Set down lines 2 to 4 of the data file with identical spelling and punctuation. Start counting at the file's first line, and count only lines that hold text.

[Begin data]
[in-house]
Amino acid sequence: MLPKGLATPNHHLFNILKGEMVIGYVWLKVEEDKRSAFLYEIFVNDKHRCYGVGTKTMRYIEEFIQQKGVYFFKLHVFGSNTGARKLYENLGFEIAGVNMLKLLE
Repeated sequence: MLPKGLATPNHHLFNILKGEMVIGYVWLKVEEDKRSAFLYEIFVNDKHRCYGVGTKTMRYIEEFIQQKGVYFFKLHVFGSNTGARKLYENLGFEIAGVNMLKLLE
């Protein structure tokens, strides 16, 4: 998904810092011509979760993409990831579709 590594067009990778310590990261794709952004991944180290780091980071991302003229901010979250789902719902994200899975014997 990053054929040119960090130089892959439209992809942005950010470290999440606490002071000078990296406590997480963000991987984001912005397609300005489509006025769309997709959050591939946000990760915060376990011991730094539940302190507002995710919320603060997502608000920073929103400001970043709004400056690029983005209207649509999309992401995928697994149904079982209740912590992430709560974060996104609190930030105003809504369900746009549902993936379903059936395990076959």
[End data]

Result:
Amino acid sequence: MLPKGLATPNHHLFNILKGEMVIGYVWLKVEEDKRSAFLYEIFVNDKHRCYGVGTKTMRYIEEFIQQKGVYFFKLHVFGSNTGARKLYENLGFEIAGVNMLKLLE
Repeated sequence: MLPKGLATPNHHLFNILKGEMVIGYVWLKVEEDKRSAFLYEIFVNDKHRCYGVGTKTMRYIEEFIQQKGVYFFKLHVFGSNTGARKLYENLGFEIAGVNMLKLLE
């Protein structure tokens, strides 16, 4: 998904810092011509979760993409990831579709 590594067009990778310590990261794709952004991944180290780091980071991302003229901010979250789902719902994200899975014997 990053054929040119960090130089892959439209992809942005950010470290999440606490002071000078990296406590997480963000991987984001912005397609300005489509006025769309997709959050591939946000990760915060376990011991730094539940302190507002995710919320603060997502608000920073929103400001970043709004400056690029983005209207649509999309992401995928697994149904079982209740912590992430709560974060996104609190930030105003809504369900746009549902993936379903059936395990076959």